Curtis Milstead, Plaintiff-appellant, v. International Brotherhood of Teamsters, Local Union No. 957et al., Defendants-appellees, 649 F.2d 395 (6th Cir. 1981)Annotate this Case
David L. Hall, Slicer, Hall & Slicer, Dayton, Ohio, for plaintiff-appellant.
Sorrell Logothetis, Parks & Logothetis, Dayton, Ohio, for defendants-appellees.
Before EDWARDS, Chief Judge, WEICK, Circuit Judge, and PHILLIPS, Senior Circuit Judge.
Curtis Milstead sued his former employer and local union under § 301 of the Labor Management Relations Act, 29 U.S.C. § 185, asserting that he had been discharged wrongfully by his employer and that the Union had breached its duty of fair representation by failing to pursue his grievance vigorously. The jury returned a verdict in favor of Milstead for $10,000 against the company and $20,000 against the Union. After the previous appeal to this court, the company settled Milstead's claim against it for $12,000 and is not a party to the present appeal.
On the previous appeal, this court affirmed on the question of the liability of the Union but reversed and remanded for a new trial on the amount of damages. Milstead v. International Brotherhood of Teamsters, 580 F.2d 232 (6th Cir. 1980). In remanding the case we said:
(T)here is nothing in the record to support the $20,000 award assessed against the Union It is possible that the award rendered here included some damages for lost wages. If so, the award clearly is contrary to law since judgment against the Union under the facts of this case can be had only for those damages that flowed from its own conduct. Vaca v. Sipes, supra, 386 U.S. (171) at 196-198 (87 S. Ct. 903, at 919-21, 17 L. Ed. 2d 842). 580 F.2d at 236.
On remand, Milstead sought to introduce evidence of lost wages and lost fringe benefits. The district court refused to permit the introduction of such evidence and instructed the jury not to consider lost wages and fringe benefits in determining the amount of damages to be awarded against the Union. Milstead was allowed to introduce evidence of attorneys' fees, court costs, travel expenses and other costs incidental to his attempts to recover against the Union. The jury returned a verdict of $5,625 against the Union. Milstead appeals. We affirm.
Milstead contends that his damages were caused by the failure of the Union properly to process his grievance, and not by his wrongful discharge by his employer. He argues that the Union was responsible for all his damages, including lost wages, stemming from his discharge. This contention is flatly contrary to the law of this case, as expressed in the above quoted language of the opinion on the former appeal, and is not in accord with the law of this Circuit.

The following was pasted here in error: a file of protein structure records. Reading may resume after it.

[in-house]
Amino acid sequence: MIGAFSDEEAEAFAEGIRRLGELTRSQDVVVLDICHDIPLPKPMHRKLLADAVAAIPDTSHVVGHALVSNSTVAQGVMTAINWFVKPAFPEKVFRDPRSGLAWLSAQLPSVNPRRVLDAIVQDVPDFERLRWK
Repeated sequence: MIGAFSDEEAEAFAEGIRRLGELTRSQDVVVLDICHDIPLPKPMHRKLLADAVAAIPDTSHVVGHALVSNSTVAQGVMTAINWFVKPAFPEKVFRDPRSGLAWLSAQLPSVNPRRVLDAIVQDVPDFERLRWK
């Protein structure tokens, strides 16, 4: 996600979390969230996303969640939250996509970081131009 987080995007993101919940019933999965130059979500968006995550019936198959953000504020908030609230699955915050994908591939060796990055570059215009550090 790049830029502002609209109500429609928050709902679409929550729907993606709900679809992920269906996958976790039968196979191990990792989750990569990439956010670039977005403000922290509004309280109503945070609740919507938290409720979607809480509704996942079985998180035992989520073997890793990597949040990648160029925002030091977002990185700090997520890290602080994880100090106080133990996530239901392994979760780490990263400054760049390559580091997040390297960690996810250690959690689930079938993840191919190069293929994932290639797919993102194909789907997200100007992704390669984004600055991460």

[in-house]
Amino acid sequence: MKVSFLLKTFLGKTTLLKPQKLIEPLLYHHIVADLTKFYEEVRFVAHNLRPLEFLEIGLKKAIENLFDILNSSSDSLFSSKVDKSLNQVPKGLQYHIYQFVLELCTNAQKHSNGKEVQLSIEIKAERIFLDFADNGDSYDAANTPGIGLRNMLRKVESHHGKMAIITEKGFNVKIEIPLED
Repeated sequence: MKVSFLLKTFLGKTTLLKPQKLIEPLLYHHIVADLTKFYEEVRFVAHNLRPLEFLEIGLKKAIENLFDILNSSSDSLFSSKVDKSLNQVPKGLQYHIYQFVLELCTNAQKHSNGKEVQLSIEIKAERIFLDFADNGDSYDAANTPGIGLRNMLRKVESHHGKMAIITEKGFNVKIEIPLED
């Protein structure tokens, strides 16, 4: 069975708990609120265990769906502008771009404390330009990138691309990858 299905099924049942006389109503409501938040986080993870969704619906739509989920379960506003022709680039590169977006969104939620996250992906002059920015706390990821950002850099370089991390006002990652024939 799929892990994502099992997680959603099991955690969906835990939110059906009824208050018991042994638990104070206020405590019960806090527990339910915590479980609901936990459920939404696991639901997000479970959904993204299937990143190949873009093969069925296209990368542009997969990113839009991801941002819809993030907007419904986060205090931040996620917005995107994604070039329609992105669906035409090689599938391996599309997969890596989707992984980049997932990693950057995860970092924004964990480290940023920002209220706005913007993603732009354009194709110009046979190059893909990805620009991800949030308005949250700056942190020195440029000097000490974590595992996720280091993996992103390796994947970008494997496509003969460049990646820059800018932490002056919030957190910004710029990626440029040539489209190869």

In St. Clair v. Int. Brotherhood of Teamsters, 422 F.2d 128 (6th Cir. 1969), this court discussed the problem of apportioning damages between an employer wrongfully discharging an employee and a union failing to represent him fairly:
As the jury found, the union did not procure plaintiff's discharge. It was the decision of the employer (although the District Court seems not to have decided whether the company's act was wrongful). As the Supreme Court said,
(D)amages attributable solely to the employer's breach of contract should not be charged to the union, but increases if any in those damages caused by the union's refusal to process the grievance should not be charged to the employer.
Vaca v. Sipes, 386 U.S. 171, 197-198, 87 S. Ct. 903, 920, 17 L. Ed. 2d 842 (1967). The calculation of who caused which damages may present serious practical problems, but the Supreme Court has strongly implied that in cases like this, involving a discharge and an alleged failure by the union to take all available steps to remedy the employee's complaint, the increment of damages caused by the union's breach of duty is virtually de minimis. "(A)ll or almost all of Owens' (the employee's) damages would still be attributable to his allegedly wrongful discharge by Swift (the company)." Vaca v. Sipes, 386 U.S. at 198, 87 S. Ct. at 921. Id. at 132.
Milstead argues that the law on this subject was changed by the decision of the Supreme Court in International Brotherhood of Electrical Workers v. Foust, 442 U.S. 42, 99 S. Ct. 2121, 60 L. Ed. 2d 698 (1979), holding that punitive damages for unfair representation could not be recovered in an action against a Union under the Railway Labor Act. The Supreme Court expressly limited its holding to the issue of punitive damages, as demonstrated by the following footnote:
Our grant of certiorari was limited to the punitive damages question. See 439 U.S. 892 (99 S. Ct. 248, 58 L. Ed. 2d 237) (1978). Consequently, for purposes of our analysis, we must take as correct the findings below that IBEW breached its duty of fair representation and that the $40,000 compensatory damages award was proper.
442 U.S. at 45, n.4, 99 S. Ct. at 2124 n.4.
The judgment of the district court is affirmed.